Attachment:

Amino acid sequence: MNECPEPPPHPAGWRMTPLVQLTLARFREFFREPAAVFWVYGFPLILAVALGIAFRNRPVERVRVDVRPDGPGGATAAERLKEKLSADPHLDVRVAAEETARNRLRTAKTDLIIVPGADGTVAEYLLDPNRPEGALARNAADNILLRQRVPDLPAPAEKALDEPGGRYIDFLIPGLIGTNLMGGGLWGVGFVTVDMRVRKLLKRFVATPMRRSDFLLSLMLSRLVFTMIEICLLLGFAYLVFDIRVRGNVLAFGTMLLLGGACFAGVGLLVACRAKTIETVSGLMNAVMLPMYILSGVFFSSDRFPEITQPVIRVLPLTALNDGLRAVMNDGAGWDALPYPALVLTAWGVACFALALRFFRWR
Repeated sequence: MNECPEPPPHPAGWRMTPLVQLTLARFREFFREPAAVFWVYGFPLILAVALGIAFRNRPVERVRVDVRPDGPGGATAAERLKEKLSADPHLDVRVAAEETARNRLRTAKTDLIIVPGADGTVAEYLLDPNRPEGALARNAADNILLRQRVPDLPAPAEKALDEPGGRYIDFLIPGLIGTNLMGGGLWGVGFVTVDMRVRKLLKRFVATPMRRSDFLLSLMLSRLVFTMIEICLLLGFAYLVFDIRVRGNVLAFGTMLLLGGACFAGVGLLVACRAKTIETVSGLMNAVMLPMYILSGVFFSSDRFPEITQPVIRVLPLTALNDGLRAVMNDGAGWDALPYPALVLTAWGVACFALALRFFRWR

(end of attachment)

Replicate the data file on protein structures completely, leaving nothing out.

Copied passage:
Amino acid sequence: MNECPEPPPHPAGWRMTPLVQLTLARFREFFREPAAVFWVYGFPLILAVALGIAFRNRPVERVRVDVRPDGPGGATAAERLKEKLSADPHLDVRVAAEETARNRLRTAKTDLIIVPGADGTVAEYLLDPNRPEGALARNAADNILLRQRVPDLPAPAEKALDEPGGRYIDFLIPGLIGTNLMGGGLWGVGFVTVDMRVRKLLKRFVATPMRRSDFLLSLMLSRLVFTMIEICLLLGFAYLVFDIRVRGNVLAFGTMLLLGGACFAGVGLLVACRAKTIETVSGLMNAVMLPMYILSGVFFSSDRFPEITQPVIRVLPLTALNDGLRAVMNDGAGWDALPYPALVLTAWGVACFALALRFFRWR
Repeated sequence: MNECPEPPPHPAGWRMTPLVQLTLARFREFFREPAAVFWVYGFPLILAVALGIAFRNRPVERVRVDVRPDGPGGATAAERLKEKLSADPHLDVRVAAEETARNRLRTAKTDLIIVPGADGTVAEYLLDPNRPEGALARNAADNILLRQRVPDLPAPAEKALDEPGGRYIDFLIPGLIGTNLMGGGLWGVGFVTVDMRVRKLLKRFVATPMRRSDFLLSLMLSRLVFTMIEICLLLGFAYLVFDIRVRGNVLAFGTMLLLGGACFAGVGLLVACRAKTIETVSGLMNAVMLPMYILSGVFFSSDRFPEITQPVIRVLPLTALNDGLRAVMNDGAGWDALPYPALVLTAWGVACFALALRFFRWR